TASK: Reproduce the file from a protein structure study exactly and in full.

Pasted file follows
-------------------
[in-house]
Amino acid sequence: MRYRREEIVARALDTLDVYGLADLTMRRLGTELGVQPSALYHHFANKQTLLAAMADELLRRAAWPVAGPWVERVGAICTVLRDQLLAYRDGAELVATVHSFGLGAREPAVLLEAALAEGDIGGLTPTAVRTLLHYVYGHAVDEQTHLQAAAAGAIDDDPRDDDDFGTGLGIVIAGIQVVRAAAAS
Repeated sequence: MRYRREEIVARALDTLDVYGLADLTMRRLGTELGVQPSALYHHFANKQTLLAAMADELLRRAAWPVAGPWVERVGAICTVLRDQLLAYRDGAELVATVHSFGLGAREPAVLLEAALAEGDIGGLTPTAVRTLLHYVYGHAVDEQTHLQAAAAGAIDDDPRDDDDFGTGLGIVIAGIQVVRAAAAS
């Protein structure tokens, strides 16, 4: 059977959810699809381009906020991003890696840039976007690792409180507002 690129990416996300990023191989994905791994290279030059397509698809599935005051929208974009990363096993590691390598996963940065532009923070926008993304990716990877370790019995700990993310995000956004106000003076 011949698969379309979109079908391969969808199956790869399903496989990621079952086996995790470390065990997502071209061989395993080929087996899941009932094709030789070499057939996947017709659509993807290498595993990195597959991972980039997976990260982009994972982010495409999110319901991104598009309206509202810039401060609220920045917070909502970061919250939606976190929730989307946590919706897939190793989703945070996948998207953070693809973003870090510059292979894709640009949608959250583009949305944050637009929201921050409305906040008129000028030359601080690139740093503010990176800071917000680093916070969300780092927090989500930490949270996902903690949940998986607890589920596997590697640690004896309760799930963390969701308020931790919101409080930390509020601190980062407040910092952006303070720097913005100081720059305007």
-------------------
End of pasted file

[in-house]
Amino acid sequence: MRYRREEIVARALDTLDVYGLADLTMRRLGTELGVQPSALYHHFANKQTLLAAMADELLRRAAWPVAGPWVERVGAICTVLRDQLLAYRDGAELVATVHSFGLGAREPAVLLEAALAEGDIGGLTPTAVRTLLHYVYGHAVDEQTHLQAAAAGAIDDDPRDDDDFGTGLGIVIAGIQVVRAAAAS
Repeated sequence: MRYRREEIVARALDTLDVYGLADLTMRRLGTELGVQPSALYHHFANKQTLLAAMADELLRRAAWPVAGPWVERVGAICTVLRDQLLAYRDGAELVATVHSFGLGAREPAVLLEAALAEGDIGGLTPTAVRTLLHYVYGHAVDEQTHLQAAAAGAIDDDPRDDDDFGTGLGIVIAGIQVVRAAAAS
């Protein structure tokens, strides 16, 4: 059977959810699809381009906020991003890696840039976007690792409180507002 690129990416996300990023191989994905791994290279030059397509698809599935005051929208974009990363096993590691390598996963940065532009923070926008993304990716990877370790019995700990993310995000956004106000003076 011949698969379309979109079908391969969808199956790869399903496989990621079952086996995790470390065990997502071209061989395993080929087996899941009932094709030789070499057939996947017709659509993807290498595993990195597959991972980039997976990260982009994972982010495409999110319901991104598009309206509202810039401060609220920045917070909502970061919250939606976190929730989307946590919706897939190793989703945070996948998207953070693809973003870090510059292979894709640009949608959250583009949305944050637009929201921050409305906040008129000028030359601080690139740093503010990176800071917000680093916070969300780092927090989500930490949270996902903690949940998986607890589920596997590697640690004896309760799930963390969701308020931790919101409080930390509020601190980062407040910092952006303070720097913005100081720059305007």